Sara has always felt a connection to nighttime. When she was a child, the dark was a negative place in which the singer would cry herself to sleep over her anxious thoughts. In adulthood, however, Sara seeks comfort from the night. “I feel anonymous and protected at night,” she says. “It’s a time to absorb and reflect on the day, sorting feelings and experiences.”
Hanawalt’s signature colors convey the depth of emotional release found at night. “Saturated colors and gradients pair so well with music,” she says. Especially in “Hang on to the Night,” the illustrator finds that a “bright, swelling purple can be as powerful as any words.”
Working on the video was a cathartic experience for both the duo and Hanawalt. ”It feels good to sing something sad,” Sara says. “The words take on a weight that buoys the music, but the melodies and textures of the song feel hopeful.” For her part, Hanawalt found the process “humbling and comforting.”
The video also encapsulates the song’s quiet optimism. Sara feels the song ultimately captures the positive effects of grappling with anxiety: “Humans are incredibly resilient, and the refrain reminds me of what we are capable of and what we can recover from.”
|Posted by Beck on July 29, 2016 at 12:25 AM||comments (0)|
Photo: Lexi Bonin
Our next video is… Faint of Heart! This is a very important one for us, and it features some incredible LGBTQ artists that we felt so honored to work with. Director Devon Kirkpatrick put together an amazing group of performers to bring this video to life.
We bonded with Devon about the lack of women in film, the need for more diversity in our industry and the intense desire we had to showcase the LGBTQ community in our work. We are thrilled to be releasing a video that highlights the incredible beauty, strength, creativity and diversity of our LGBTQ community.
We hope this video reaches LGBTQ people and makes them feel realized. We hope a wider audience is able to see the incredible talent and beauty of the LGBTQ community and we hope it reminds people to follow their hearts, to not be consumed with what others might think of them or their love and that it inspires them to make choices that make them happy regardless of their gender or sexuality.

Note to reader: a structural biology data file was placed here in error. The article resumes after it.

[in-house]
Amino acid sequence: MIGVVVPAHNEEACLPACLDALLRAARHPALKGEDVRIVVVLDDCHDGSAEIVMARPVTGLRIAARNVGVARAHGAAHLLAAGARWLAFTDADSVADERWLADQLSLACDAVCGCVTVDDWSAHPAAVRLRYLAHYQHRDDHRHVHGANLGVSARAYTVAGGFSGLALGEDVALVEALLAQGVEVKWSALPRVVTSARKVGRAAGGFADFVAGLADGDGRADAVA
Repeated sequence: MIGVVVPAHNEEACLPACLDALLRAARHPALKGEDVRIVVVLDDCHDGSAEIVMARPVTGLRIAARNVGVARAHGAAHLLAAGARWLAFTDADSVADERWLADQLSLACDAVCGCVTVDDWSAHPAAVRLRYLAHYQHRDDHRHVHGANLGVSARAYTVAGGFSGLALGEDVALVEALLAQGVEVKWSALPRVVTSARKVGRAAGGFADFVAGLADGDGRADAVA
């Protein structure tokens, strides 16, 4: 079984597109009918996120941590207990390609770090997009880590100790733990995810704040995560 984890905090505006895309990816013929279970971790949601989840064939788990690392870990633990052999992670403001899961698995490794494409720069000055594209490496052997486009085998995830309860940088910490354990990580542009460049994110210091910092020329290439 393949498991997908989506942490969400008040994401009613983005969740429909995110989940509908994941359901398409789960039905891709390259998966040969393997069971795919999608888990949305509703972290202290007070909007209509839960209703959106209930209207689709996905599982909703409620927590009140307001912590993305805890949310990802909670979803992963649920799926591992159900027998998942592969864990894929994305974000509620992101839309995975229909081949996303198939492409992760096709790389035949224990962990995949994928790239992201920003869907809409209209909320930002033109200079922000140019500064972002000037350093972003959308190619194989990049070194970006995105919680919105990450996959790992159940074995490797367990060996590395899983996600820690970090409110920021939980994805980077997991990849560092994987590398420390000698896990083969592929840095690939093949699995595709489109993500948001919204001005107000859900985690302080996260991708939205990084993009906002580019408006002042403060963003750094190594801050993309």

|Posted by Beck on July 28, 2016 at 11:45 AM||comments (0)|
By Trish Bendixon July 28, 2016
Tegan and Sara‘s new video for “Faint of Heart” is colorful and queer as hell. You’ll spot some familiar faces, for sure.
Tegan tells Teen Vogue:
“From the second we walked in, I felt incredibly emotional. The cast was so young, so excited, so talented, so friendly and so diverse. It was clear this video was going to be very special. I felt honored to be included… which sounds silly since it was a music video for our band. But from the second we arrived, my brain recognized the music video as something we were doing together with our community to present the bravery, the talent, the love, the art, and the connection we all have, rather than just a vehicle for our music — which was a relief. It might be hyperbolic to say this, but I think it altered how we looked at how we were going to proceed in our career. The video had meaning, and that felt very important in that moment of time.”
|Posted by Beck on July 23, 2016 at 12:25 AM||comments (0)|
After my parents’ divorce my Mom and Dad remained friends. I saw their future relationships stretch into decades, but no wedding bells rang. Common law seemed as binding as matrimony, and I grew to see their choices as rebellious and inspiring. As a teenager and then young adult – newly out as queer – I didn’t mourn the fact that I wouldn’t legally be able to marry my girlfriend. It was only in my mid-twenties that I realized the privilege of my choice and the unfairness and sometimes cruel reality of our discriminatory world. Sure, I didn’t care about weddings, but there were plenty of generations behind and before me that did. The activist in me fought passionately for marriage equality because of what it signified socially, and for the countless legal benefits and protections that had been withheld from so many devoted same sex couples in history. I was happy when the Supreme Court ruling legalized same sex marriage in the USA, but I was also relieved that I could finally “come out” as a person who actively dislikes the institution. Specifically the assumption that by not participating in the ritual you are a deviant or unlikely to share the same common values as someone who does. Not unlike new parents telling you they understand the world in a way that you – the childless – never could, I sometimes resent the notion that being married “changes EVERYTHING.” Of late I’ve resigned myself to accepting that even if marriage does “change EVERYTHING,” I’m happy to keep things just the way they are. Keep your name, keep your faith, it’s what made me love you in the first place.